How we build with velocity at Ramp
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At Ramp, we think deeply about making every hour and every dollar count for businesses. In addition to helping our customers work faster and smarter, we constantly push ourselves to also do the same. How do we plan with velocity so we deliver value at a faster clip? How do we collaborate in the open so teams can get feedback more quickly?
One person who’s been a major influence in shaping the way we work is our VP of Product Geoff Charles. Geoff joined Ramp in early 2020 and has helped to guide the company's growth from sub-20 people to 500+. He recently sat down with Lenny Rachitsky to share how we approach the concept of "building" at Ramp, whether it's product, teams, or people. Check out key excerpts from their conversation below and subscribe to Lenny’s newsletter to see the full interview.
On business planning
Efficient execution starts with efficient planning: "Our entire planning process is optimized toward product velocity. In essence, we believe that doing is better than planning. Any second you spend planning is a second you don’t spend doing. The moment you are aligned in a direction, you don’t need a high level of accuracy. It’s impossible and costly to try to predict what you can do—and part of our competitive advantage has been that we can respond very quickly to the change in environment, strategy, or customer feedback. We learn something new every day that helps us adjust our plan. While the balance between planning and execution has evolved over Ramp’s growth, we’re still very much in execution mode even today."
One area where people tend to prioritize planning over execution is OKRs. Here is Geoff's view on common OKR pitfalls: "Oftentimes people start and get very bogged down with OKRs when where they should really start is strategy. The process of OKRs to me feels forced—you know what you want to do, and you have to reverse engineer an objective and a metric to fit into this framework. You sweat the wording and the specific metric. Teams feel like they are being judged on the metric. There is so much iteration. And at the end of all this, not much has changed from the original plan.
To win in the market, you need to be product strategy-driven, not sales or marketing-driven. You need to believe that the product strategy will deliver value to the customer and that in turn drives value to the business. That belief is earned and needs to start early in the company’s lifecycle."
In his post, Geoff explains how we develop our product strategy, anchor it to the financial model, align it to the marketing calendar, and mobilize cross-functional teams accordingly.
On building product
We've also put a lot of thought into product/design processes in order to accelerate context sharing, decisions, and alignment. What meetings are really critical? What matters most about project management tools?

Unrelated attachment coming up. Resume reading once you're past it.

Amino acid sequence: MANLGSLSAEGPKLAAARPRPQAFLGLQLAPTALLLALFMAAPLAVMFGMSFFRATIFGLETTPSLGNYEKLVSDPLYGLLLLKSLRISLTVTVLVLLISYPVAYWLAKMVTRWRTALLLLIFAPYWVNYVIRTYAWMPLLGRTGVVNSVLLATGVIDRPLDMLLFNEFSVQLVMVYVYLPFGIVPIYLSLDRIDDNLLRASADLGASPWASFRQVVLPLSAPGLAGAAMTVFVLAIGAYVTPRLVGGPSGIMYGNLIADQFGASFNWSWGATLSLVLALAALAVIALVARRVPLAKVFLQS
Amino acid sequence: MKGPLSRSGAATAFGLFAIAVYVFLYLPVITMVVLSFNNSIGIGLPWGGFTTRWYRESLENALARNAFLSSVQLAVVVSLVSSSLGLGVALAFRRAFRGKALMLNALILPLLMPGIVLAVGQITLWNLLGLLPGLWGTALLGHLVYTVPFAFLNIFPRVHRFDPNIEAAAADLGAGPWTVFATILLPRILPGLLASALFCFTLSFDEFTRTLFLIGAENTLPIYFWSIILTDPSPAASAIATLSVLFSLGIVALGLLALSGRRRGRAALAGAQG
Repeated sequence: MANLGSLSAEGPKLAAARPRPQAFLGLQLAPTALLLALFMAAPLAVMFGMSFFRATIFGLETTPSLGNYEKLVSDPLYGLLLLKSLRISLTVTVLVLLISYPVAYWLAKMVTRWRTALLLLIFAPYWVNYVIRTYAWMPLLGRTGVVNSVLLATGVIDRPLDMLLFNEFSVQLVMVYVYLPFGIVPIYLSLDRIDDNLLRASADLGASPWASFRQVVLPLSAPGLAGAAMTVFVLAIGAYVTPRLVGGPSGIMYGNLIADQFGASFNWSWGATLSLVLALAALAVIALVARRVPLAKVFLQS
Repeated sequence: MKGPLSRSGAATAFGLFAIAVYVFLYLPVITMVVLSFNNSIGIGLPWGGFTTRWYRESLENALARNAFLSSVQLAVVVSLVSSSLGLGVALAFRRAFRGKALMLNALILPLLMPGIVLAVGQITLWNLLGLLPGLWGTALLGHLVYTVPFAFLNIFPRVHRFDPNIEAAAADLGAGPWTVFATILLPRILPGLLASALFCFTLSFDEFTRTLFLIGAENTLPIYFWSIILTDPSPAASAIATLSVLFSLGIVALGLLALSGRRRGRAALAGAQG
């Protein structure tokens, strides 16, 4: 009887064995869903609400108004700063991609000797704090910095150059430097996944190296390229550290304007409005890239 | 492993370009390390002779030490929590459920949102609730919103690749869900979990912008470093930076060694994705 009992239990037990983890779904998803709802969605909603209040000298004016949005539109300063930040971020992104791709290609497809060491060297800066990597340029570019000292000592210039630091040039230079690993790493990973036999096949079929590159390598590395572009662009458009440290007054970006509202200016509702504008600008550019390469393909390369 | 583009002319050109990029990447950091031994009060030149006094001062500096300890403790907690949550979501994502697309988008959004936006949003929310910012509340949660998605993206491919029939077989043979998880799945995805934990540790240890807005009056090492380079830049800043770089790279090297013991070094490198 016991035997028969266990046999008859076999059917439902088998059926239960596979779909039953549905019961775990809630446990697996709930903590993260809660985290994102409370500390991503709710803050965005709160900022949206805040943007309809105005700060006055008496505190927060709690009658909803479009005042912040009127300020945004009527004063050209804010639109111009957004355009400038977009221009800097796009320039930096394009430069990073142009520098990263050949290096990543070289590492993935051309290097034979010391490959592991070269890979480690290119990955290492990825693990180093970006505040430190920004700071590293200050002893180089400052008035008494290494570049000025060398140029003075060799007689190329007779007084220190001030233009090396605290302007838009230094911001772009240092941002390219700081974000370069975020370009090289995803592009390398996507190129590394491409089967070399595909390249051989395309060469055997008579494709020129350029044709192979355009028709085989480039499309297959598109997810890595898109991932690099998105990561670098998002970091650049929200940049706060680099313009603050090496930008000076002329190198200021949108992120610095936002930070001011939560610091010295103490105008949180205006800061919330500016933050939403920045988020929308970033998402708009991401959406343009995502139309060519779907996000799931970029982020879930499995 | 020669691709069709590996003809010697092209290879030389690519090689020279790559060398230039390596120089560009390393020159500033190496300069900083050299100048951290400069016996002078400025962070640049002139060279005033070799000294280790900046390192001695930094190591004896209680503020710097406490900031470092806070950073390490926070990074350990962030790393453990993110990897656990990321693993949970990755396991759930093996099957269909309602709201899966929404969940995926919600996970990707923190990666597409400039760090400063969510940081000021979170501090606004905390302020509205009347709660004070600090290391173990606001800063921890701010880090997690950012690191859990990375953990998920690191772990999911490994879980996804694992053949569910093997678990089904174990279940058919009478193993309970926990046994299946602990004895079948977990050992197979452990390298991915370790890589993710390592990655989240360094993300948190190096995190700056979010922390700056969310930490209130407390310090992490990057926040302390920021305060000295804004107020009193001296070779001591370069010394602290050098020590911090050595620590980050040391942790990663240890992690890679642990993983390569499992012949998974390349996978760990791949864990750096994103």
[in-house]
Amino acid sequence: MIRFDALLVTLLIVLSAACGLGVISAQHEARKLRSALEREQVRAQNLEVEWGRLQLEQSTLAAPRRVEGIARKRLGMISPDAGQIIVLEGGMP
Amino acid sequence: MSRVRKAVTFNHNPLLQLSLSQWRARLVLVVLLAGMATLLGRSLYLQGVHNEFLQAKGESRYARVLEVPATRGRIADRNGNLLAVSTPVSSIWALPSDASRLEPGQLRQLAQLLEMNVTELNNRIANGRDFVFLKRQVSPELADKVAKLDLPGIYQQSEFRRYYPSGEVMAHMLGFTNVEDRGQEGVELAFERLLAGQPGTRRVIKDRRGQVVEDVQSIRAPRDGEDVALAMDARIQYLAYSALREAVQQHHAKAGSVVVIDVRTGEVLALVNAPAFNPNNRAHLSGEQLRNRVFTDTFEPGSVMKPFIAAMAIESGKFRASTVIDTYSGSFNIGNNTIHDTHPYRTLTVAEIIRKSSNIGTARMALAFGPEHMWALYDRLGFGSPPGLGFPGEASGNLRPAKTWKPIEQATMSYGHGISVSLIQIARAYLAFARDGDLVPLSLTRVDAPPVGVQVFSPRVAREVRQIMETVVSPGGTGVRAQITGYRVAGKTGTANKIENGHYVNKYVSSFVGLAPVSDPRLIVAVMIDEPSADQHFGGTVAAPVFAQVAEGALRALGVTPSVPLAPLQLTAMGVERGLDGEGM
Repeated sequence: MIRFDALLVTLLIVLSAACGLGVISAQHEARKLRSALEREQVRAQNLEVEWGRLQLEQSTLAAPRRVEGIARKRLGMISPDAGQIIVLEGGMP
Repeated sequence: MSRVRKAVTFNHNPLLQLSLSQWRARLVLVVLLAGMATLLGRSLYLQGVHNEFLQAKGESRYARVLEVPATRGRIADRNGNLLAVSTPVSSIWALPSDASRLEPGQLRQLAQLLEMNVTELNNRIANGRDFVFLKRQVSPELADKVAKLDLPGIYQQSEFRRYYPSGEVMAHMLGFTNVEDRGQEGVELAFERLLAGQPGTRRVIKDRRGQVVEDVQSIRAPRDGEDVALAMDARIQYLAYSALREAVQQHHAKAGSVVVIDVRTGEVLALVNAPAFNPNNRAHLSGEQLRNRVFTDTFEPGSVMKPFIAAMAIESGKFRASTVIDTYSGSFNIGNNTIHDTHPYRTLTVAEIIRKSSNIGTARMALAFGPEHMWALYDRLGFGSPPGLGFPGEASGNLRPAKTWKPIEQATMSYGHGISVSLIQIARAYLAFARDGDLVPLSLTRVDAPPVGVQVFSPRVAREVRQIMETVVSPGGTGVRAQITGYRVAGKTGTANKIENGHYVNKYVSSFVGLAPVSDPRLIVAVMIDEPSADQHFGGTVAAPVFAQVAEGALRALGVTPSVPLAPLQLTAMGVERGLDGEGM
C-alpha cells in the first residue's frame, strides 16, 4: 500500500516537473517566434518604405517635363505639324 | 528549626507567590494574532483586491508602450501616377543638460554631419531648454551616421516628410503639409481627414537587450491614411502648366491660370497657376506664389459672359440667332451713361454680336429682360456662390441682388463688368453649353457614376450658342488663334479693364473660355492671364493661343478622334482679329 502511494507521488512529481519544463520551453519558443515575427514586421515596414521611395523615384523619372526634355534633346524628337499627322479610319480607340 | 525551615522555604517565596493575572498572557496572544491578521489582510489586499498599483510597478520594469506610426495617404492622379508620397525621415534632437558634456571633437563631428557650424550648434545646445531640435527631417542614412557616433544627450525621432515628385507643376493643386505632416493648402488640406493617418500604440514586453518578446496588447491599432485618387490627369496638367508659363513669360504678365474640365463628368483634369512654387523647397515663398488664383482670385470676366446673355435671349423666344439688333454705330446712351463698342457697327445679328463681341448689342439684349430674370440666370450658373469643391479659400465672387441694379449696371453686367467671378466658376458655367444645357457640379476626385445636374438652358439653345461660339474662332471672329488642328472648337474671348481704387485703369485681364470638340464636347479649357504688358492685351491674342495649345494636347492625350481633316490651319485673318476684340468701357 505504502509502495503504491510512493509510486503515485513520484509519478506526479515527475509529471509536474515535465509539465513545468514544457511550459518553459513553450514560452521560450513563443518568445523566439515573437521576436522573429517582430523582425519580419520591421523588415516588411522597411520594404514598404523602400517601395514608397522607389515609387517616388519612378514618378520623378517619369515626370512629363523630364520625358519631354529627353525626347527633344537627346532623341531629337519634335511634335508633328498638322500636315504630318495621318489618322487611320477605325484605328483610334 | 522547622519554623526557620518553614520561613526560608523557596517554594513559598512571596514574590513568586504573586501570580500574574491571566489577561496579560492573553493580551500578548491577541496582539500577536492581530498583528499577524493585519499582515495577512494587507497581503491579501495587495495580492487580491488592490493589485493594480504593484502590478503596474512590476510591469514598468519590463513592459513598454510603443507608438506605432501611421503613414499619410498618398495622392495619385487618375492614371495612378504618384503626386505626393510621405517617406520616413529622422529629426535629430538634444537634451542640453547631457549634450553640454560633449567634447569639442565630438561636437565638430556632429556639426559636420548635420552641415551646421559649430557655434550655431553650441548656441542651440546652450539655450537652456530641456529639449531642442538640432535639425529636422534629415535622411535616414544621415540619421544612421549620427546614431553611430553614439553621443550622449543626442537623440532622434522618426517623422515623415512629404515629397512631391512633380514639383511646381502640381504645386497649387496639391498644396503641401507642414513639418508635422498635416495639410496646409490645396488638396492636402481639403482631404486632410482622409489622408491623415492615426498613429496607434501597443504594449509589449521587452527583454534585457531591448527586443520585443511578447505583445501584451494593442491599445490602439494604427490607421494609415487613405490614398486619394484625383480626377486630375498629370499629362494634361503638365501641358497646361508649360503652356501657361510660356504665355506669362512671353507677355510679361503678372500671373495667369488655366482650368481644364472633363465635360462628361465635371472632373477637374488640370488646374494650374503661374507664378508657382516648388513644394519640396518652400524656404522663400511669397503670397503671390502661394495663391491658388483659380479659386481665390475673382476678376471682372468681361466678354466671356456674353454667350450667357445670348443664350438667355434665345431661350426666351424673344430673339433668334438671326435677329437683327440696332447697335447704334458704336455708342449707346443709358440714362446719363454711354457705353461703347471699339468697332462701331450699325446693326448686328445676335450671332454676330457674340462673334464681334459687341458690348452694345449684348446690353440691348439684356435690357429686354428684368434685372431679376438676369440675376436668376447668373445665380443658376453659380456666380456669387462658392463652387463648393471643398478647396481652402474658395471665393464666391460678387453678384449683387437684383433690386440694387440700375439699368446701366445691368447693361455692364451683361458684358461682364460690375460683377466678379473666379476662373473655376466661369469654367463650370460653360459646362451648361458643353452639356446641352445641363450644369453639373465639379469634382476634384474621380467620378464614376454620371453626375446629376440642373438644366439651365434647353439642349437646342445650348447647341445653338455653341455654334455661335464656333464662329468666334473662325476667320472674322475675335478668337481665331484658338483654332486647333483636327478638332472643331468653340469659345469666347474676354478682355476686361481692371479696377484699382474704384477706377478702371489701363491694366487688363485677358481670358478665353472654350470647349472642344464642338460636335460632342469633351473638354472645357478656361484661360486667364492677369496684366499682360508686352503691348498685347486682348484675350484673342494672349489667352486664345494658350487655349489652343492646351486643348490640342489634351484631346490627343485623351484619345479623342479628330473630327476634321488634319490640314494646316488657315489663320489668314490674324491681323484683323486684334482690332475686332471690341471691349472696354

"At Ramp, we build in the open and empower teams as much as possible to make the decisions in order to move quickly. What this means in practice is that every spec, design, decision, progress and status is published in project-specific Slack channels, and anyone is invited to read and opine. Essentially, teams farm for dissent, not approval. Eliminating gatekeepers ensures that things keep moving forward."
Geoff shares how our product and design processes have evolved over time and how we run our weekly product jam sessions now.
On team structure and staffing
Your organizational setup has a huge influence on speed of execution: "Design your org the way you want your product to perform. Ultimately, you ship your org structure. Think about what are the core competencies you want to amplify to accomplish your product strategy. If Data is not an equal, you are not elevating data-driven decision-making, data-science-driven products, and objective accountability. This matters as you get larger."
"Make staffing flexible, regardless of reporting lines. To maintain velocity, we have a very flexible model where folks can jump to different teams based on the business needs, and work with engineers who might report to different people. Management is about hiring, staffing, coaching, and development. We leverage Tech Leads in scrum teams who don’t manage but drive strategy and execution. By keeping reporting structures the same and re-organizing pods, we can respond quickly to new opportunities without needing to constantly destroy relationships between managers and their teams."
Above all else, your ability to build fast comes down to people: "The story of Ramp is the story of getting hiring right. First, we had to understand from first principles, the attributes needed for high velocity: High slope, not intercept; high agency; high humility. Next, we needed to find the non-obvious ways of recruiting that talent:
- Find early talent before anyone else.
- Allow only the best to interview.
- Don’t hire managers, hire stellar individual contributors.
- Always place new PMs on a team with top performers."
Check out the full interview
Geoff goes into each of these topics in much greater detail in Lenny's newsletter. To get the full scoop, complete with templates and org charts, check out the full interview.